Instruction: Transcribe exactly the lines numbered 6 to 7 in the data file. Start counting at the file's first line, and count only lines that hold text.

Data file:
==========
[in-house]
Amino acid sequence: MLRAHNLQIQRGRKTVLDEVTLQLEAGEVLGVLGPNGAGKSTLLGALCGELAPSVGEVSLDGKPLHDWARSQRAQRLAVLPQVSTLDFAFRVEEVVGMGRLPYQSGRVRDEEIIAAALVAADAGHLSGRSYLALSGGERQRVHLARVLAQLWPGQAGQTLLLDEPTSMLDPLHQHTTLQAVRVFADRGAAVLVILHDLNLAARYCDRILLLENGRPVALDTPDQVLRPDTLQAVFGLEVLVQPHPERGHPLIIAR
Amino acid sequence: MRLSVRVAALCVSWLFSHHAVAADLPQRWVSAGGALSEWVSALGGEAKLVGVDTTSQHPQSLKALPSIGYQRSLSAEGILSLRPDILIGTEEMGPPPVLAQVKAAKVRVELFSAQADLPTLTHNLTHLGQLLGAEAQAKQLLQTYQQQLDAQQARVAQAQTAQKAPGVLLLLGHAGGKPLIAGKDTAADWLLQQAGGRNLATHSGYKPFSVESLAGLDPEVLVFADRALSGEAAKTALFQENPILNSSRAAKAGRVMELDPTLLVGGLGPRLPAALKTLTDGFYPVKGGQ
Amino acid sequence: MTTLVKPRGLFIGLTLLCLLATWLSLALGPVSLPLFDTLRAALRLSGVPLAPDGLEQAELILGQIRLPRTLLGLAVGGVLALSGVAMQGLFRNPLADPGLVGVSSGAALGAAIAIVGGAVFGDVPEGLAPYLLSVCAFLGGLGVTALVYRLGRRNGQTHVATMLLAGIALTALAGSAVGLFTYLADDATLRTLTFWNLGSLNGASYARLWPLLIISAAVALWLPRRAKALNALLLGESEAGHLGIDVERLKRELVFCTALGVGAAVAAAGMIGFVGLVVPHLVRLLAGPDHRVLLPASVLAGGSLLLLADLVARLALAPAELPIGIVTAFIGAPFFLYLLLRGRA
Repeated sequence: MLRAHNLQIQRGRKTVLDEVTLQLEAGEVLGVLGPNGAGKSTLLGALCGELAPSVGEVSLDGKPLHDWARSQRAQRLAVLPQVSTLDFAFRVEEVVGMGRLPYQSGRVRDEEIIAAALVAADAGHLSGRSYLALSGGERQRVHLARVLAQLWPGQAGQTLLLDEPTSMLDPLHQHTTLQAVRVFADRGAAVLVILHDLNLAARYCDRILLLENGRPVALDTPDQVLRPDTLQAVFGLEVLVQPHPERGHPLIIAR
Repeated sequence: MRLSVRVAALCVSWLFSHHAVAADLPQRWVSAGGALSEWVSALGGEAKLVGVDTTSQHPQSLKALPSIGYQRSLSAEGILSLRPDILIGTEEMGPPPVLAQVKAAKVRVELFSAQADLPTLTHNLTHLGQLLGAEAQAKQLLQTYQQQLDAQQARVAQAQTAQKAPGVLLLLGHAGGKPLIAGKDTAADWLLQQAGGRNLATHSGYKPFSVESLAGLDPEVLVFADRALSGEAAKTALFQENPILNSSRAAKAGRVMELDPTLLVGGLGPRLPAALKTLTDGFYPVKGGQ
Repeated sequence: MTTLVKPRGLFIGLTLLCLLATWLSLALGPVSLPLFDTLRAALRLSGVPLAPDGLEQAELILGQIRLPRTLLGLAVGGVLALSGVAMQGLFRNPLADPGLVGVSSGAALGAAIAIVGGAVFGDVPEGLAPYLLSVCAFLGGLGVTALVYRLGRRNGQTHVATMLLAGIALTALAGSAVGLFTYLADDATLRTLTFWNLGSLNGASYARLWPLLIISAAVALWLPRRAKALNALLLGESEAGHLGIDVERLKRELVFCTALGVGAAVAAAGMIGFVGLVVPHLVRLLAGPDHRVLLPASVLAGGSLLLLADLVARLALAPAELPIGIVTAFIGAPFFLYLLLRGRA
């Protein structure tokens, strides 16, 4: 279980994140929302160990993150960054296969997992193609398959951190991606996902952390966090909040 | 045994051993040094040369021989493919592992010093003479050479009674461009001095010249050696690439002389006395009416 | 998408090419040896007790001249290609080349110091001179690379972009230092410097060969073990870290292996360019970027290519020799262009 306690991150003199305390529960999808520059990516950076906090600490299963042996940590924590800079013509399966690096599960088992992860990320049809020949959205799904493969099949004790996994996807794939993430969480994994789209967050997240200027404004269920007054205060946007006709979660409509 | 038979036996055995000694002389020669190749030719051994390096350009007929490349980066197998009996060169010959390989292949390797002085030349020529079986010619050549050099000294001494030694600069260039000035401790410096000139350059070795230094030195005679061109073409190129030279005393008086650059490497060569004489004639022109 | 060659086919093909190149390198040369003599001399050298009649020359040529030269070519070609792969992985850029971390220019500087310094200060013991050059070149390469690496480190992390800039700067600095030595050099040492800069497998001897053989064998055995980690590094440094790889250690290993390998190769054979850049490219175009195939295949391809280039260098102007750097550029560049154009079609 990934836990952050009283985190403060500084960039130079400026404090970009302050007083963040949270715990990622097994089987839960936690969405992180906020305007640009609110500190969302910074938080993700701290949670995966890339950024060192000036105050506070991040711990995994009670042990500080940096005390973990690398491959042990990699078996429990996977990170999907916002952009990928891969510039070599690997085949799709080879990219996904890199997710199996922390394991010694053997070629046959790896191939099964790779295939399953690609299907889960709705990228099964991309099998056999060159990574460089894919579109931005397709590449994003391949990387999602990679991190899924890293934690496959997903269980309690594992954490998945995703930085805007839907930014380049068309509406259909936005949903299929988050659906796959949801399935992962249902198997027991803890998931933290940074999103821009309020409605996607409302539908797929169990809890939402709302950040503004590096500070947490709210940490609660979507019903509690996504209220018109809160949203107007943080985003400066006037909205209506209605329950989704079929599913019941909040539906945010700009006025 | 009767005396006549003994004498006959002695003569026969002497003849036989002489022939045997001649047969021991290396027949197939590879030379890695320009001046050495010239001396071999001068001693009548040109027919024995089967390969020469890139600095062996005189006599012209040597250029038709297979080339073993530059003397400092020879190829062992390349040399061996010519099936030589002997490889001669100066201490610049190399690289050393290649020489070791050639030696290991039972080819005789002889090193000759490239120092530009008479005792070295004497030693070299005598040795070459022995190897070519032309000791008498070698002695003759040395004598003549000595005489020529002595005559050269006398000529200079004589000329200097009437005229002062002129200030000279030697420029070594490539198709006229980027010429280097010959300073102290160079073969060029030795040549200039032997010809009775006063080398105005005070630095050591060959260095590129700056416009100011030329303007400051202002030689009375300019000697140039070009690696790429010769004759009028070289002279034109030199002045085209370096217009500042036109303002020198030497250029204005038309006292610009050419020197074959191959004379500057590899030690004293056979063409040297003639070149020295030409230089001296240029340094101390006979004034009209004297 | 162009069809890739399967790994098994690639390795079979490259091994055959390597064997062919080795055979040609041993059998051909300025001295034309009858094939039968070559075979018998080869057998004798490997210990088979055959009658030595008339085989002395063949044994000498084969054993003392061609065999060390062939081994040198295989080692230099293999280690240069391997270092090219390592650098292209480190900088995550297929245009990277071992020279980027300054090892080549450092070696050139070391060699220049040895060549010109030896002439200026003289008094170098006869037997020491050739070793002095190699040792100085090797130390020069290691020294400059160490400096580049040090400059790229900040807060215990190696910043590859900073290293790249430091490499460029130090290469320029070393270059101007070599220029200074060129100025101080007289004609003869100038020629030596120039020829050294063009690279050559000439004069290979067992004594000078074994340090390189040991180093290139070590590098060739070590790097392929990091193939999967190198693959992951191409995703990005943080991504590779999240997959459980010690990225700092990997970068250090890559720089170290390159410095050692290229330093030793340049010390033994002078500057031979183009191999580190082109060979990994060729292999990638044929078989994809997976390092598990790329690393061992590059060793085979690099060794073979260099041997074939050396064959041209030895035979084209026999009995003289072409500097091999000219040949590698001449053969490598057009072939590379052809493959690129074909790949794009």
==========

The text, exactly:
Repeated sequence: MRLSVRVAALCVSWLFSHHAVAADLPQRWVSAGGALSEWVSALGGEAKLVGVDTTSQHPQSLKALPSIGYQRSLSAEGILSLRPDILIGTEEMGPPPVLAQVKAAKVRVELFSAQADLPTLTHNLTHLGQLLGAEAQAKQLLQTYQQQLDAQQARVAQAQTAQKAPGVLLLLGHAGGKPLIAGKDTAADWLLQQAGGRNLATHSGYKPFSVESLAGLDPEVLVFADRALSGEAAKTALFQENPILNSSRAAKAGRVMELDPTLLVGGLGPRLPAALKTLTDGFYPVKGGQ
Repeated sequence: MTTLVKPRGLFIGLTLLCLLATWLSLALGPVSLPLFDTLRAALRLSGVPLAPDGLEQAELILGQIRLPRTLLGLAVGGVLALSGVAMQGLFRNPLADPGLVGVSSGAALGAAIAIVGGAVFGDVPEGLAPYLLSVCAFLGGLGVTALVYRLGRRNGQTHVATMLLAGIALTALAGSAVGLFTYLADDATLRTLTFWNLGSLNGASYARLWPLLIISAAVALWLPRRAKALNALLLGESEAGHLGIDVERLKRELVFCTALGVGAAVAAAGMIGFVGLVVPHLVRLLAGPDHRVLLPASVLAGGSLLLLADLVARLALAPAELPIGIVTAFIGAPFFLYLLLRGRA